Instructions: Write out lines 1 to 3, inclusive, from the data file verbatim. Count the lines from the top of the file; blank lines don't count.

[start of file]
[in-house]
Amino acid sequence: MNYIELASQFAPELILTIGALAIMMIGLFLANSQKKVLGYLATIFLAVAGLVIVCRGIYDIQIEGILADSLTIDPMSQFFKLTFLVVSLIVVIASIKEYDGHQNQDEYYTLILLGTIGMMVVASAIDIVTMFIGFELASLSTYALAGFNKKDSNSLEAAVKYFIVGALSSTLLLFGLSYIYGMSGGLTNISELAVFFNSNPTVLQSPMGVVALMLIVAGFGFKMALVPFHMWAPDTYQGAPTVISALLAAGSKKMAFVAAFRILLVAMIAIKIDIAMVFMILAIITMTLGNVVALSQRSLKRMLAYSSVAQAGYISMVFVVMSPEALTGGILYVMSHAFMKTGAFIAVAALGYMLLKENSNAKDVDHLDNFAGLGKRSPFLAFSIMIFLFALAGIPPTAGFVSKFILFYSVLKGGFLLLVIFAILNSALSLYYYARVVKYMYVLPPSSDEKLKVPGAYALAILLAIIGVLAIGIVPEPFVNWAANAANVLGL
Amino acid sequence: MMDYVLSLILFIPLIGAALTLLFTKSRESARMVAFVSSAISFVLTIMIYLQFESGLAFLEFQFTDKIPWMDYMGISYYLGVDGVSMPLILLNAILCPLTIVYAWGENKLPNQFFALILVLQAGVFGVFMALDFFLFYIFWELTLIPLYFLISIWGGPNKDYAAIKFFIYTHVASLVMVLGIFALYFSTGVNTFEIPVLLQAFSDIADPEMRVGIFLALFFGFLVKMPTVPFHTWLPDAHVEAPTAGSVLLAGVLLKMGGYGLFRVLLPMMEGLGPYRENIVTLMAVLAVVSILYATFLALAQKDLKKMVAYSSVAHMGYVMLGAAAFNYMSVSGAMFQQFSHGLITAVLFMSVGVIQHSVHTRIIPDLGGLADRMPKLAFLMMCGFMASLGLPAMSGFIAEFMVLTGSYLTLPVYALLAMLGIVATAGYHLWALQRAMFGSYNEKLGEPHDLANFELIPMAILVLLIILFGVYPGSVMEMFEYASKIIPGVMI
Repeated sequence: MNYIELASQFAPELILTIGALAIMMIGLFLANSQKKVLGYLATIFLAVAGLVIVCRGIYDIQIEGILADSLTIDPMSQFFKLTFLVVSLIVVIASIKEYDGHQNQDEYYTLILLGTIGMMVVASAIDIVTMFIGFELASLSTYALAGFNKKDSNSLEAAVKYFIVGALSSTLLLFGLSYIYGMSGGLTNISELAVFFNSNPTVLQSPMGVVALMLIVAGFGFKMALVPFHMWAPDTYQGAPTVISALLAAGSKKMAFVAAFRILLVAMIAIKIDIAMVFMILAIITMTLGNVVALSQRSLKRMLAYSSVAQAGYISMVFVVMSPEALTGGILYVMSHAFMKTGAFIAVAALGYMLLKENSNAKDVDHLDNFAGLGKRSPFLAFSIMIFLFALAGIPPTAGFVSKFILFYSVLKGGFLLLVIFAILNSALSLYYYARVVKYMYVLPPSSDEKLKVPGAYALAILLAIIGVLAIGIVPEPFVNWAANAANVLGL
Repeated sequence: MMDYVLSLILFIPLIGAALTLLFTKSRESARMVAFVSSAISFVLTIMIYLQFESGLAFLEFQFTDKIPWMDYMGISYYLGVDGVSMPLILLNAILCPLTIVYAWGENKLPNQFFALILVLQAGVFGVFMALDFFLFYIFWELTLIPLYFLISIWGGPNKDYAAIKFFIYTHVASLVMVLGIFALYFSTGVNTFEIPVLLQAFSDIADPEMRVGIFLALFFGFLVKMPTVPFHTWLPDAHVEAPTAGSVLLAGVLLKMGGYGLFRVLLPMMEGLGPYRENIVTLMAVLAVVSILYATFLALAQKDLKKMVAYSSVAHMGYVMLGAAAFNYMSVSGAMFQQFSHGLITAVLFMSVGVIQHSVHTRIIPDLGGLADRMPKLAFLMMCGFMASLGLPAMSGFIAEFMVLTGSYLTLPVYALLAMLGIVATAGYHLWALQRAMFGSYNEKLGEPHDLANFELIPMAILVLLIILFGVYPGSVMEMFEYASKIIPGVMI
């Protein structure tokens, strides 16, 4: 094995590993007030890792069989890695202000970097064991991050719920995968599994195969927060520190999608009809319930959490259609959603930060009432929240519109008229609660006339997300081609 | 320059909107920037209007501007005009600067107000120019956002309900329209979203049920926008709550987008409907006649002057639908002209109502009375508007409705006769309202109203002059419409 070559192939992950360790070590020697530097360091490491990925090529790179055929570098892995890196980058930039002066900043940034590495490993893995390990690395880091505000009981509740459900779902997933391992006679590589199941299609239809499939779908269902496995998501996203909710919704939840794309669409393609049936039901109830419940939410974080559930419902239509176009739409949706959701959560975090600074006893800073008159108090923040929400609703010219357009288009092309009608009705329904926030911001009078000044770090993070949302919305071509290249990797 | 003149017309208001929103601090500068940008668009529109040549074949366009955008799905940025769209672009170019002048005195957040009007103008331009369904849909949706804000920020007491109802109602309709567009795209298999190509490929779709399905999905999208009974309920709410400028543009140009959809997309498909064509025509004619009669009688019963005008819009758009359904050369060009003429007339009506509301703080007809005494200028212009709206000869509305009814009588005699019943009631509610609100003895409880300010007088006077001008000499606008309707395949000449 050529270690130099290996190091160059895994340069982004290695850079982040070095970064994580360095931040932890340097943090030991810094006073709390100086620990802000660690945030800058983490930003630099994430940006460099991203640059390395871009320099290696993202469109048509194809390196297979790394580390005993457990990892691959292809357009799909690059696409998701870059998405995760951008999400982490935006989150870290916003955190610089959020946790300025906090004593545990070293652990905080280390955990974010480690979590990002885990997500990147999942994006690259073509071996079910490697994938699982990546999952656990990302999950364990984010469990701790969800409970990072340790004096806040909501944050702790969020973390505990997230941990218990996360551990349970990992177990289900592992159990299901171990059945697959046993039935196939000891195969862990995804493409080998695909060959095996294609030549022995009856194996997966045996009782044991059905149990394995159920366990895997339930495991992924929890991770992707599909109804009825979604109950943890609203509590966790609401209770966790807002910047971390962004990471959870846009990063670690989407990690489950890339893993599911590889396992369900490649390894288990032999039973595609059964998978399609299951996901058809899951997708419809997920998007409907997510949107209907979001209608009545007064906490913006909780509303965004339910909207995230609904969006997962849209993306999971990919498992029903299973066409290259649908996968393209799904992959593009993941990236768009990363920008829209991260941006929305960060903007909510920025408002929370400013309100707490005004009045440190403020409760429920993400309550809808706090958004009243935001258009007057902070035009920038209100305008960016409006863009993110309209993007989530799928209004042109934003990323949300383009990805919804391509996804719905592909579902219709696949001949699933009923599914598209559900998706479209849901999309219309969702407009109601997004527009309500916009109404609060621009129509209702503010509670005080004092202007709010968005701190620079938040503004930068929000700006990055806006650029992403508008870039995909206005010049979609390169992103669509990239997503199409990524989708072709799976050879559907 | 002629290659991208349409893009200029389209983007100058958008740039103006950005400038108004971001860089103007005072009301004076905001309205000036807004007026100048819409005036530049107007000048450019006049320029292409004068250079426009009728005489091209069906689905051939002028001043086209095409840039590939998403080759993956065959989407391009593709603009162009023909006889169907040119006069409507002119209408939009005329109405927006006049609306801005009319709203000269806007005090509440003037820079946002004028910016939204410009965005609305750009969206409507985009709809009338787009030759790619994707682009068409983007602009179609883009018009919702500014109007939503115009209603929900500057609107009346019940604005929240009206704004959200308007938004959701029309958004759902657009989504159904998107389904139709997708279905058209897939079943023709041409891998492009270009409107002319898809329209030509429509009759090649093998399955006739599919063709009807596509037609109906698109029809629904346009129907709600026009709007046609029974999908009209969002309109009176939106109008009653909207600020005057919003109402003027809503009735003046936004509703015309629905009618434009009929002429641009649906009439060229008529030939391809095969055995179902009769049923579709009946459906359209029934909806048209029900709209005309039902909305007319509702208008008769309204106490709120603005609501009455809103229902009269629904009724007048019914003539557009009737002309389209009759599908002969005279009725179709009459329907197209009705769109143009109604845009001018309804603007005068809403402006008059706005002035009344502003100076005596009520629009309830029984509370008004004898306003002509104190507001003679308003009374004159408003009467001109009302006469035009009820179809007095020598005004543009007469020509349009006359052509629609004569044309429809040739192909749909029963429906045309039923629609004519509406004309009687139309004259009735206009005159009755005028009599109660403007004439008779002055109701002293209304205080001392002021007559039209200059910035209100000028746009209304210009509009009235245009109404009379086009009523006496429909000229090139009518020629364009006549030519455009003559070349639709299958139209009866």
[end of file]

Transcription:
[in-house]
Amino acid sequence: MNYIELASQFAPELILTIGALAIMMIGLFLANSQKKVLGYLATIFLAVAGLVIVCRGIYDIQIEGILADSLTIDPMSQFFKLTFLVVSLIVVIASIKEYDGHQNQDEYYTLILLGTIGMMVVASAIDIVTMFIGFELASLSTYALAGFNKKDSNSLEAAVKYFIVGALSSTLLLFGLSYIYGMSGGLTNISELAVFFNSNPTVLQSPMGVVALMLIVAGFGFKMALVPFHMWAPDTYQGAPTVISALLAAGSKKMAFVAAFRILLVAMIAIKIDIAMVFMILAIITMTLGNVVALSQRSLKRMLAYSSVAQAGYISMVFVVMSPEALTGGILYVMSHAFMKTGAFIAVAALGYMLLKENSNAKDVDHLDNFAGLGKRSPFLAFSIMIFLFALAGIPPTAGFVSKFILFYSVLKGGFLLLVIFAILNSALSLYYYARVVKYMYVLPPSSDEKLKVPGAYALAILLAIIGVLAIGIVPEPFVNWAANAANVLGL
Amino acid sequence: MMDYVLSLILFIPLIGAALTLLFTKSRESARMVAFVSSAISFVLTIMIYLQFESGLAFLEFQFTDKIPWMDYMGISYYLGVDGVSMPLILLNAILCPLTIVYAWGENKLPNQFFALILVLQAGVFGVFMALDFFLFYIFWELTLIPLYFLISIWGGPNKDYAAIKFFIYTHVASLVMVLGIFALYFSTGVNTFEIPVLLQAFSDIADPEMRVGIFLALFFGFLVKMPTVPFHTWLPDAHVEAPTAGSVLLAGVLLKMGGYGLFRVLLPMMEGLGPYRENIVTLMAVLAVVSILYATFLALAQKDLKKMVAYSSVAHMGYVMLGAAAFNYMSVSGAMFQQFSHGLITAVLFMSVGVIQHSVHTRIIPDLGGLADRMPKLAFLMMCGFMASLGLPAMSGFIAEFMVLTGSYLTLPVYALLAMLGIVATAGYHLWALQRAMFGSYNEKLGEPHDLANFELIPMAILVLLIILFGVYPGSVMEMFEYASKIIPGVMI